Background: Safety checklists have become an established safety tool in medicine. Despite studies showing decreased mortality and complications, the effects and feasibility of checklists have been questioned. This systematic review summarises the medical literature aiming to show the effects of safety checklists with a number of outcomes.
Methods: The Preferred Reporting Items for Systematic Review and Meta-Analysis (PRISMA) statement was used. All studies in which safety checklists were used as an additional tool designed to assure that an operation or task was performed as planned were included.
Results: The initial search extracted 7408 hits. Twenty-nine articles met the inclusion criteria. Five additional studies were identified by a cross-referencing search. Four groups were made according to outcome measures. One group (n = 7) had 'hard' outcome measures, such as mortality and morbidity. The remaining studies, reporting 'softer' process-related measures, were divided into three categories: adherence to guidelines (n = 6), human factors (n = 16), and reduction of adverse events (n = 5). The main findings were improved communication, reduced adverse events, better adherence to standard operating procedures, and reduced morbidity and mortality. None of the included studies reported decreased patient safety or quality after introducing safety checklists.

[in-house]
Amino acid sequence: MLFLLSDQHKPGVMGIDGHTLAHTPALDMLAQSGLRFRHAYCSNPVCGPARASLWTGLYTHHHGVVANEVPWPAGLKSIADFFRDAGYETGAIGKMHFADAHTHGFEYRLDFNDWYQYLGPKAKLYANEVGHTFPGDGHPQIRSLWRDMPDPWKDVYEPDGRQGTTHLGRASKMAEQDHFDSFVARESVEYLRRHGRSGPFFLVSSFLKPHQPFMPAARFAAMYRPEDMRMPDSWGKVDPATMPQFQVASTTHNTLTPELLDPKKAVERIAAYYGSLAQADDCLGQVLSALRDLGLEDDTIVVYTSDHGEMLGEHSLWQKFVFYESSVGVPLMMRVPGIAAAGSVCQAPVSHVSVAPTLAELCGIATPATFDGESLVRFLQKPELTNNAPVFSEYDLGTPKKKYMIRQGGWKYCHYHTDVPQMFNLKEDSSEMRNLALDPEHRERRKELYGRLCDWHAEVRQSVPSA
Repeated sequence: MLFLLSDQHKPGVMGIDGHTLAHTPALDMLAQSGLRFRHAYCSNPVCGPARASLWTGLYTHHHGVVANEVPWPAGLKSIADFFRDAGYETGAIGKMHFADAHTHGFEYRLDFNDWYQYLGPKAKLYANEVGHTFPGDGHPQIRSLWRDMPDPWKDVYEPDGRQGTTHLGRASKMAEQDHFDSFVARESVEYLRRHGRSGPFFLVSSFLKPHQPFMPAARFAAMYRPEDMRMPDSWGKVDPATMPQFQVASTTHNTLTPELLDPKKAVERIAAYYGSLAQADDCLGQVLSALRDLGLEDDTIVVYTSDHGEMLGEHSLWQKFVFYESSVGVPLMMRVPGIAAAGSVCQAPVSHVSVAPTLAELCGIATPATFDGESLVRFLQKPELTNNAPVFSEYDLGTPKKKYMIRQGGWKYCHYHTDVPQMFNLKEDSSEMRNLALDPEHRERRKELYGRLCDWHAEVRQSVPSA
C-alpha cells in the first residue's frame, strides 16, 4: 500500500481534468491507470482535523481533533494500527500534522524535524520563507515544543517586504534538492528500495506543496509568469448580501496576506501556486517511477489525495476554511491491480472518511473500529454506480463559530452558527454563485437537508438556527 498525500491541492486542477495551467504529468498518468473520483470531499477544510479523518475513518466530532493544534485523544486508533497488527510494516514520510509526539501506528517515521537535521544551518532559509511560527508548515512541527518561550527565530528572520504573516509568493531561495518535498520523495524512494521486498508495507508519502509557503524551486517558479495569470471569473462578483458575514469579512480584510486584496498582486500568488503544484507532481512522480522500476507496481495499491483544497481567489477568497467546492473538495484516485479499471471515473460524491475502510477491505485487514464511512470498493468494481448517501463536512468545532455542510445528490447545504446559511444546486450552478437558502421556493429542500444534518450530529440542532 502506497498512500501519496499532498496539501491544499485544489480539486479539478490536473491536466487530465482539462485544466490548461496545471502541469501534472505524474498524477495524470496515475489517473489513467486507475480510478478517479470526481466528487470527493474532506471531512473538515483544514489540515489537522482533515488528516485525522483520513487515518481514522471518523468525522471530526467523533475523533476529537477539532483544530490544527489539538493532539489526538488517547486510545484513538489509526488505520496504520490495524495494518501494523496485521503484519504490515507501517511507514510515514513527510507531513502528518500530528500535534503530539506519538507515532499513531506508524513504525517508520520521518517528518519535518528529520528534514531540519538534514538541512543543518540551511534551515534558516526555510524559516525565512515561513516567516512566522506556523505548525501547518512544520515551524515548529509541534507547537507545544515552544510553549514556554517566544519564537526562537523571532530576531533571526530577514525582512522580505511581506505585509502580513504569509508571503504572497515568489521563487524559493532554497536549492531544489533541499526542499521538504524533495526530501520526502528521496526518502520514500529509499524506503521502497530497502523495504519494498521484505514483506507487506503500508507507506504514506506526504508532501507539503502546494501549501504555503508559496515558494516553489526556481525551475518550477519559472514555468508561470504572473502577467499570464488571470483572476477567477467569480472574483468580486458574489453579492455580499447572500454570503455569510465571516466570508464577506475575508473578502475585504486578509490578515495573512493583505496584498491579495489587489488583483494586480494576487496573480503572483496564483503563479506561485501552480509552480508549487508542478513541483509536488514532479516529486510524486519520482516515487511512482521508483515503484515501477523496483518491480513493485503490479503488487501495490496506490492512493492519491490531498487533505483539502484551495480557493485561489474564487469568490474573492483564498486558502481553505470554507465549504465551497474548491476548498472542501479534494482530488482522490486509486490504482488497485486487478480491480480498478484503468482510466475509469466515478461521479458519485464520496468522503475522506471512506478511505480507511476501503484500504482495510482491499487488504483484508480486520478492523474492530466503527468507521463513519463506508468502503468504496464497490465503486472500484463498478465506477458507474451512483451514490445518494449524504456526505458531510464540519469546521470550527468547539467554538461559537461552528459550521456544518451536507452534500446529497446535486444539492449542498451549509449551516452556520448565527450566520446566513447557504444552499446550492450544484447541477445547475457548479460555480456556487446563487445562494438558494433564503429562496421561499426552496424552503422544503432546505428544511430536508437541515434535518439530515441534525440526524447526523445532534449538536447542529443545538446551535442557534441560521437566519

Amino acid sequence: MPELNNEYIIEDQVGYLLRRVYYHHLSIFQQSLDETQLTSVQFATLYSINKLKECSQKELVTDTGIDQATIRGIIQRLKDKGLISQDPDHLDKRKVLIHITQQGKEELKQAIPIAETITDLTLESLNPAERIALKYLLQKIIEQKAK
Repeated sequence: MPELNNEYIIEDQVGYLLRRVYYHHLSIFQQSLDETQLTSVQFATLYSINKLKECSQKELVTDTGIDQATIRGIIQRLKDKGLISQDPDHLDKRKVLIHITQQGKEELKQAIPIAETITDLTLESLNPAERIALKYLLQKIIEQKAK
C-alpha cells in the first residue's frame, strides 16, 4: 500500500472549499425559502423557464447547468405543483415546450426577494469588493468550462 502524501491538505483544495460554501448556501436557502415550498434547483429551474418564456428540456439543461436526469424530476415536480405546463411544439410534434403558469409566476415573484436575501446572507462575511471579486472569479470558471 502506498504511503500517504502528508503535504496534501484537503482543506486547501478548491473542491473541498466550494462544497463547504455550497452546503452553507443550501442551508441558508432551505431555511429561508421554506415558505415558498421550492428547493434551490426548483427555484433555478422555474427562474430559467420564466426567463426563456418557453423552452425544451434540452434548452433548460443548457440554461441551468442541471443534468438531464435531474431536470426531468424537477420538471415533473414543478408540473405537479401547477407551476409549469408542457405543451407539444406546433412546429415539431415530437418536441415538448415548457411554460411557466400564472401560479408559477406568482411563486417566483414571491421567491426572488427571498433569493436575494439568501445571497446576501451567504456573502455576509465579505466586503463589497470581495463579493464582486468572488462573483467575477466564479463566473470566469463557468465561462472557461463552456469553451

Conclusion: Safety checklists appear to be effective tools for improving patient safety in various clinical settings by strengthening compliance with guidelines, improving human factors, reducing the incidence of adverse events, and decreasing mortality and morbidity. None of the included studies reported negative effects on safety.
© 2013 The Acta Anaesthesiologica Scandinavica Foundation. Published by John Wiley & Sons Ltd.